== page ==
Mai Bistro

Written by Scott Joseph on .

Mai sticky

Mai Bistro, a Vietnamese restaurant, has opened in the Mills 50 district, bringing a bit of difference to the Asian-restaurant-rich neighborhood. Not only different, but very good.

The menu features street foods of Vietnam -- nothing new there, Hawkers and Mamak are also in the street food business. But Mai brings a combination of fast- and quick-serve. And instead of the small-plate, Asian-style tapas servings, Mai Bistro offers full sized portions.

You’re going to want a complete serving of the Sticky Rice, one of Mai Bistro’s specialties and a dish that is surprisingly hard to find locally. (A new restaurant called Sticky Rice is due to open soon in the same area, so maybe we’ll have more opportunities.)

I love sticky rice and it’s one of my go-to street foods whenever I’m in New York’s Chinatown. In Vietnam, it’s known as xôi and can be had in sweet or savory versions, though given that coconut milk is one of the ingredients that adds to the stickiness even the savory has a bit of sweetness.

Pho 4 U

Written by Scott Joseph on .

Pho4u pho cu

I've never quite had a challenge like the one I faced with the noodles at Pho 4 U, a new Vietnamese restaurant in Longwood apparently aimed at the texting segment.

There was something immediately recognizable as different with the noodles in my pho -- number 41 on the menu, with eye round steak, flank and meatball chunks. They were flatter and wider than the noodles you usually see, more like fettuccine than the usual vermicelli-like noodles. And they were quite unchopstickable.

Viet-Nomz

Written by Scott Joseph on .

Vietnomz sign

Let me just put this right out there at the beginning: Viet-Nomz might just be serving the best Vietnamese food in the area. Those of you who know me know that I don’t make such statements lightly.

I put off visiting this small, fast-casual restaurant for a long time because too many other businesses in this spot opened and closed too quickly. I didn’t hold up much hope for another newcomer, especially one with such a cutesy name. But after six months of seeing more cars in front than I ever did for any of the other restaurants that have occupied the University Boulevard space, I decided to pull over and try it myself.

Pho & Roll

Written by Scott Joseph on .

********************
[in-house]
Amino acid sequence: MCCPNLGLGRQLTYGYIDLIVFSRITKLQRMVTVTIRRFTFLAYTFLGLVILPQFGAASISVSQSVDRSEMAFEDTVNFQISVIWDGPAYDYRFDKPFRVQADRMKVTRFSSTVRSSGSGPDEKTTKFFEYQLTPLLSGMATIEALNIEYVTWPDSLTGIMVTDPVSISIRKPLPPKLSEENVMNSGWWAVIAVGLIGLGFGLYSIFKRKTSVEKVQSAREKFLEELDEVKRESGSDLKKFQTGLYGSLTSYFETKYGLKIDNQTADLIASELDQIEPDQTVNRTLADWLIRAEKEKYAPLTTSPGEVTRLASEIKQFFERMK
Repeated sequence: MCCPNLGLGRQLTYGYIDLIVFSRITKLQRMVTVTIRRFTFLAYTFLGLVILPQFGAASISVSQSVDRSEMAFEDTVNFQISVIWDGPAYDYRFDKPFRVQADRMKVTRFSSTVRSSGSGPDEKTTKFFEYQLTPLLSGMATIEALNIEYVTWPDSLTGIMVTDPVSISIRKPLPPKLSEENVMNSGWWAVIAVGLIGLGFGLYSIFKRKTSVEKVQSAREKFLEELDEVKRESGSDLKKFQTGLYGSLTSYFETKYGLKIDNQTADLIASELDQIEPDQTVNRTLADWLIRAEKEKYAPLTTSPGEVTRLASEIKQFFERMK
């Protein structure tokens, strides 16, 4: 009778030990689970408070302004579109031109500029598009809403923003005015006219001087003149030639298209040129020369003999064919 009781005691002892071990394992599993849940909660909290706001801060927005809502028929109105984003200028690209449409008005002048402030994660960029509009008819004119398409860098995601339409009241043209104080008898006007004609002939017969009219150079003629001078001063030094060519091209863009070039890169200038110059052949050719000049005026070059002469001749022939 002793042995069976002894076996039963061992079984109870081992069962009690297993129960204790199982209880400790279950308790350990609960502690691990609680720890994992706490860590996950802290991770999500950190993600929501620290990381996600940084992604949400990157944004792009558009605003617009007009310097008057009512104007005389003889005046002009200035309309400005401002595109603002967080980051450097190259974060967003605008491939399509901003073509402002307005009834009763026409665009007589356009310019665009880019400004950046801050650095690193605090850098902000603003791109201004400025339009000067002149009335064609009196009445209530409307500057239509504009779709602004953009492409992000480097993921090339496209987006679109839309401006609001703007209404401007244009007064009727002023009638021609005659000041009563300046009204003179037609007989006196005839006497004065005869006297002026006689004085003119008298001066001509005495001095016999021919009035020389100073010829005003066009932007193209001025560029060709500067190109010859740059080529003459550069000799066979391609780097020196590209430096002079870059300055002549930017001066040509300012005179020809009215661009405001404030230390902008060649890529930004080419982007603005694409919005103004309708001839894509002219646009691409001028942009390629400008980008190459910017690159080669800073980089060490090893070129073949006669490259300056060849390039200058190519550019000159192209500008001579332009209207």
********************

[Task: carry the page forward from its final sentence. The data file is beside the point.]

Pho and Roll cu pho

I popped in to check out Pho & Roll, which recently replaced Pho Curry Ford (and whose name, as Faiyaz of the Orlando Weekly pointed out, was a bit dirty sounding if you pronounced pho correctly).

The menu for Pho & Roll says that it is “Vietnamese food with a modern twist.” Don’t know what that twist might be, except to offer fewer options than the older, more traditional Vietnamese restaurants in the area. And I don’t count that as a negative.

Saigon Noodle & Grill Bumby

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Saigon Noodle Bumby vermicelli 2

Saigon Noodle & Grill has taken over the space on Bumby Avenue that for a short time was Pho K5 and for a very long time Medina’s Market and Cafe.

This is a second location for SN&G. We visited the original, on Goldenrod Road last year as a suggestion for celebrating the Lunar New Year. This year Lunar New Year begins on Feb. 8, signaling the Year of the Monkey, which is just perfect for this particular election year. You may want to consider the new Saigon Noodle & Grill for your celebration again this year, but you might not want to wait two weeks to go.

Da Vi Vietnamese Cuisine

Written by Scott Joseph on .

Da Vi Interior

The Mills 50 district, which has historically been home to a majority of Vietnamese restaurants, so much so that it was once known colloquially as Little Saigon, has a new outlet for pho, rice platters and other Southeast Asia specialties. It’s called Da Vi, and it opened on Colonial Drive in mid November.

As compared to other Vietnamese restaurants in the neighborhood, including the one called Little Saigon, one of the oldest in the area, Da Vi is smaller, both in size and in menu. I see that as a plus — too many of the Viet restaurant menus are multipage tomes with over 100 items, most just mathematical variations on the same ingredients.